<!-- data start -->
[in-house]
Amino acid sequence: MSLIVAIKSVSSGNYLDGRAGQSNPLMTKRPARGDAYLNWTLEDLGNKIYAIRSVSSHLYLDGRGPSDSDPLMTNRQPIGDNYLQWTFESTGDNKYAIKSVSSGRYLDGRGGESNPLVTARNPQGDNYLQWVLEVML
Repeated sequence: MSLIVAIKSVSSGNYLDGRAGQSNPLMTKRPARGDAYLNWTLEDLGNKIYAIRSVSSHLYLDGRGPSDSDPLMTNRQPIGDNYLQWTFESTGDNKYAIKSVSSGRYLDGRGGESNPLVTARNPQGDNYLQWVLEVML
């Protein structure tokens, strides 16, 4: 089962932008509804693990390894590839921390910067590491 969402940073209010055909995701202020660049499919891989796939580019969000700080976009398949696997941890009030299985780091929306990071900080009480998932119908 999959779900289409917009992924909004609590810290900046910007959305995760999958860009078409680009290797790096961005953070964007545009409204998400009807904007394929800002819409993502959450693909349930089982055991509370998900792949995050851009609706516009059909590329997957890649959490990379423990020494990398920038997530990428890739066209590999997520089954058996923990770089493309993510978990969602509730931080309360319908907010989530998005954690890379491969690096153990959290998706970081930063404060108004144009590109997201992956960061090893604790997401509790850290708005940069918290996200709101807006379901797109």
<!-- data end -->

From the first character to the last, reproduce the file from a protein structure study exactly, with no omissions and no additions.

[in-house]
Amino acid sequence: MSLIVAIKSVSSGNYLDGRAGQSNPLMTKRPARGDAYLNWTLEDLGNKIYAIRSVSSHLYLDGRGPSDSDPLMTNRQPIGDNYLQWTFESTGDNKYAIKSVSSGRYLDGRGGESNPLVTARNPQGDNYLQWVLEVML
Repeated sequence: MSLIVAIKSVSSGNYLDGRAGQSNPLMTKRPARGDAYLNWTLEDLGNKIYAIRSVSSHLYLDGRGPSDSDPLMTNRQPIGDNYLQWTFESTGDNKYAIKSVSSGRYLDGRGGESNPLVTARNPQGDNYLQWVLEVML
């Protein structure tokens, strides 16, 4: 089962932008509804693990390894590839921390910067590491 969402940073209010055909995701202020660049499919891989796939580019969000700080976009398949696997941890009030299985780091929306990071900080009480998932119908 999959779900289409917009992924909004609590810290900046910007959305995760999958860009078409680009290797790096961005953070964007545009409204998400009807904007394929800002819409993502959450693909349930089982055991509370998900792949995050851009609706516009059909590329997957890649959490990379423990020494990398920038997530990428890739066209590999997520089954058996923990770089493309993510978990969602509730931080309360319908907010989530998005954690890379491969690096153990959290998706970081930063404060108004144009590109997201992956960061090893604790997401509790850290708005940069918290996200709101807006379901797109």